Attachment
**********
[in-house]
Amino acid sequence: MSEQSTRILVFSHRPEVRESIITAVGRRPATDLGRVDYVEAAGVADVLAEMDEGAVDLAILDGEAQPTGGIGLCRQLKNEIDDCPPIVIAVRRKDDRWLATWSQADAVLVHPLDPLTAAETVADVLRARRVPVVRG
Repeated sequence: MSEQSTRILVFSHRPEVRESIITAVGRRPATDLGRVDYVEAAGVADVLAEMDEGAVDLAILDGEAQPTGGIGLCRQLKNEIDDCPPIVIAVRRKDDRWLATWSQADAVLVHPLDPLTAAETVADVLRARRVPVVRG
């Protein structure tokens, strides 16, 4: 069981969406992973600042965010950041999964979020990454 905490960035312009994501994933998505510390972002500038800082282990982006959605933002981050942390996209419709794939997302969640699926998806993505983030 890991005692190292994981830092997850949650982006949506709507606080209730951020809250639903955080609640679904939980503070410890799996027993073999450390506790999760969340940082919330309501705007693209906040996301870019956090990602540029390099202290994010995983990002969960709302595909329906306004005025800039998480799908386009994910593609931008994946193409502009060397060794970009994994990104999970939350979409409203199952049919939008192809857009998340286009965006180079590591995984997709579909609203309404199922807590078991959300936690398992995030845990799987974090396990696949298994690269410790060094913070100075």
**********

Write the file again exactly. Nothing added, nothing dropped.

[in-house]
Amino acid sequence: MSEQSTRILVFSHRPEVRESIITAVGRRPATDLGRVDYVEAAGVADVLAEMDEGAVDLAILDGEAQPTGGIGLCRQLKNEIDDCPPIVIAVRRKDDRWLATWSQADAVLVHPLDPLTAAETVADVLRARRVPVVRG
Repeated sequence: MSEQSTRILVFSHRPEVRESIITAVGRRPATDLGRVDYVEAAGVADVLAEMDEGAVDLAILDGEAQPTGGIGLCRQLKNEIDDCPPIVIAVRRKDDRWLATWSQADAVLVHPLDPLTAAETVADVLRARRVPVVRG
């Protein structure tokens, strides 16, 4: 069981969406992973600042965010950041999964979020990454 905490960035312009994501994933998505510390972002500038800082282990982006959605933002981050942390996209419709794939997302969640699926998806993505983030 890991005692190292994981830092997850949650982006949506709507606080209730951020809250639903955080609640679904939980503070410890799996027993073999450390506790999760969340940082919330309501705007693209906040996301870019956090990602540029390099202290994010995983990002969960709302595909329906306004005025800039998480799908386009994910593609931008994946193409502009060397060794970009994994990104999970939350979409409203199952049919939008192809857009998340286009965006180079590591995984997709579909609203309404199922807590078991959300936690398992995030845990799987974090396990696949298994690269410790060094913070100075």